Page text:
Yorkshire Post 11 May 2018
The Bruckner Orchester Linz, Sheffield City Hall
What’s the aural equivalent of a spectacle? An auracle? If so, Mahler’s Resurrection Symphony was auracular. A huge orchestra, The Bruckner Orchester Linz, and two choirs – Sheffield and Leeds not rivals here, but the Philharmonic Choruses of both cities working together.
Mahler labelled the first movement ‘funeral rites’, and although there is the feel of a funeral march, it’s interrupted with dramatic outbursts from the entire orchestra, in this case directed with theatrical gestures from Markus Poschner.
The second and third movements Mahler called interludes – a sunny memory and ‘a return into the confusion of life’, after which the orchestra becomes muted, ready for the entry of the alto soloist representing the voice of faith. Calm, pure, yet rich and powerful, Theresa Kronthaler’s voice fitted the mood perfectly and prepared the hall for the grand finale – the resurrection.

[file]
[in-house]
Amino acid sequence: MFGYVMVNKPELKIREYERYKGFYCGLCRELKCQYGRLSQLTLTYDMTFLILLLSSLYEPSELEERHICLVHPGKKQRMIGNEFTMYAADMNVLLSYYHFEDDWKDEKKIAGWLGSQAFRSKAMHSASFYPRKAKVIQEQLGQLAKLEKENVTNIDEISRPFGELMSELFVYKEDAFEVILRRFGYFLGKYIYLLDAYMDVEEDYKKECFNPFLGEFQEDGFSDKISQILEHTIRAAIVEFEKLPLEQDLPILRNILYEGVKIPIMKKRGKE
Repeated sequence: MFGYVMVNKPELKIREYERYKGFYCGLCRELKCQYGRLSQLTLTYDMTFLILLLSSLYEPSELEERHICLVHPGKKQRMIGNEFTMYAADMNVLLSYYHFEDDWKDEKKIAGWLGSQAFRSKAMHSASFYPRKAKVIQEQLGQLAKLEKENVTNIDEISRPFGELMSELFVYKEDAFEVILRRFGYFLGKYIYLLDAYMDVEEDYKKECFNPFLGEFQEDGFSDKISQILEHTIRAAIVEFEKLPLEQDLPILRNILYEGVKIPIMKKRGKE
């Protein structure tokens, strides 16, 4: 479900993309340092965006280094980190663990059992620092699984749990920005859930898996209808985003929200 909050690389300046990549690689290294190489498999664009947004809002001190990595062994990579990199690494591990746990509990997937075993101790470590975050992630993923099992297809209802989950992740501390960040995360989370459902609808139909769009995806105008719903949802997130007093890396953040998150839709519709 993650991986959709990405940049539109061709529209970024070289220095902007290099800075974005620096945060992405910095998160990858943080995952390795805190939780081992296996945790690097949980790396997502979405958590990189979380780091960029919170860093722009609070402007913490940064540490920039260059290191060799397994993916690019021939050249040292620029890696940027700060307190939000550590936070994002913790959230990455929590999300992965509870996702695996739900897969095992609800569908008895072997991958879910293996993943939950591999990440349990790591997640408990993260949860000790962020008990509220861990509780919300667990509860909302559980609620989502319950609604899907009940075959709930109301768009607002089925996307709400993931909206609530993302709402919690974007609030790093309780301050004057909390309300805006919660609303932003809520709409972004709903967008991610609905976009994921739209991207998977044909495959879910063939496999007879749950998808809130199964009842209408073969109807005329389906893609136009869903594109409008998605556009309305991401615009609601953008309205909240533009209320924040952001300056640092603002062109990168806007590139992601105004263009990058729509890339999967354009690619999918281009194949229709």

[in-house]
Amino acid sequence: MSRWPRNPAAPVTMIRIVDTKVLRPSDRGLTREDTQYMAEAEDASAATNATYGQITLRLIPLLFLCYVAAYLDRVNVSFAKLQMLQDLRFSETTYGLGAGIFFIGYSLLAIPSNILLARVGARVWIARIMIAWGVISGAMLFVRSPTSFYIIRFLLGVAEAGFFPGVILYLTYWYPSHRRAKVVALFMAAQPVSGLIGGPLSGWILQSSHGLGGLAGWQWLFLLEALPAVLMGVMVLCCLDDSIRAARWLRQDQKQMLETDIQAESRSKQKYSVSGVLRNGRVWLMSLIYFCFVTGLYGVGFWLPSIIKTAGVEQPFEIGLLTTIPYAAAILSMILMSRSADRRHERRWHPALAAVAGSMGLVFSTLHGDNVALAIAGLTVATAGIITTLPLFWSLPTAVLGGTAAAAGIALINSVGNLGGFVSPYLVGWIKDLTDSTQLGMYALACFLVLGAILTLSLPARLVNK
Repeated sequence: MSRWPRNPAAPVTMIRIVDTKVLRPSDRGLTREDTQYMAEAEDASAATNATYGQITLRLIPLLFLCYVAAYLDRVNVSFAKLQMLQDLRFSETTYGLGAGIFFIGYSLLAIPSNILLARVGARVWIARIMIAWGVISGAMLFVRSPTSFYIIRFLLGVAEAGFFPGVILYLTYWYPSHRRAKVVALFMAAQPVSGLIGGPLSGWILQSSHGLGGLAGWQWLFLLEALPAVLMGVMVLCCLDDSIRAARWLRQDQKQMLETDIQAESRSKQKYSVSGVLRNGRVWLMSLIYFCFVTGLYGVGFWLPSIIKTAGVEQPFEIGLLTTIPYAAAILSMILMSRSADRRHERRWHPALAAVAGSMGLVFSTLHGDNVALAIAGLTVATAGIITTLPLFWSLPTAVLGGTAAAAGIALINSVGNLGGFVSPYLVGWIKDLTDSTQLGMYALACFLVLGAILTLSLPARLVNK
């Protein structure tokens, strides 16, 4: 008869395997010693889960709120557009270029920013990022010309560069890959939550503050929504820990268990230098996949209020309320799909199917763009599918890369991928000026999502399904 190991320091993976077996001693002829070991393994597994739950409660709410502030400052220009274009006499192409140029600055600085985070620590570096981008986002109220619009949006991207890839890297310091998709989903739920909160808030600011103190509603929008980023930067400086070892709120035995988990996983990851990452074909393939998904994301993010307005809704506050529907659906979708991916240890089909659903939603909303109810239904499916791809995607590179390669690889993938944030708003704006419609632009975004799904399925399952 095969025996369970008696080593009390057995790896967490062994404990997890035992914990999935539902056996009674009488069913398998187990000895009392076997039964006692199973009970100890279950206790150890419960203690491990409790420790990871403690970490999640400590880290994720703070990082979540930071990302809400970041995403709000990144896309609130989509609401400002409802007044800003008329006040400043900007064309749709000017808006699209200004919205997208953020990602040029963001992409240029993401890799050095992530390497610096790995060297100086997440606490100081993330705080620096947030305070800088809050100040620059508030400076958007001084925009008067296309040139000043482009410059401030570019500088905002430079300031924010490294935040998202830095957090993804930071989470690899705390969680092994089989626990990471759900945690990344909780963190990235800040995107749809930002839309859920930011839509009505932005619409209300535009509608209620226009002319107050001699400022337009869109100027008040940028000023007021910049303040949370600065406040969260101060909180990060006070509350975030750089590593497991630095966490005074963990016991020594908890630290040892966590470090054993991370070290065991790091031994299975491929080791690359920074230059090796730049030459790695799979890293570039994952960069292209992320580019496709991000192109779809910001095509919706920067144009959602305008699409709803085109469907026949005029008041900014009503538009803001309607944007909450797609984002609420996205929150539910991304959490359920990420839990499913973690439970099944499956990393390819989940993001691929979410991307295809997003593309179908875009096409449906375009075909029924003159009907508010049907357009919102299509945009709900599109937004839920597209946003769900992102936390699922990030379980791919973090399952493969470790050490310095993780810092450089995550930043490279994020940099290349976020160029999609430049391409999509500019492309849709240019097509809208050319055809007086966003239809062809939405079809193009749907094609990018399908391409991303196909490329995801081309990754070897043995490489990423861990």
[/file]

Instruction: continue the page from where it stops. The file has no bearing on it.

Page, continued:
The soprano Brigitte Geller sang of life’s meaning, and the choirs, hushed at first, but two hundred strong, sang with gripping dynamics and diction. As Poschner marshalled his forces in the increasingly triumphant progress to eternity, it was hard not to get carried away by the sheer physicality of the music – so many people united in optimism. A tonic for the times.
Steve Draper, Yorkshire Post, 11 May 2018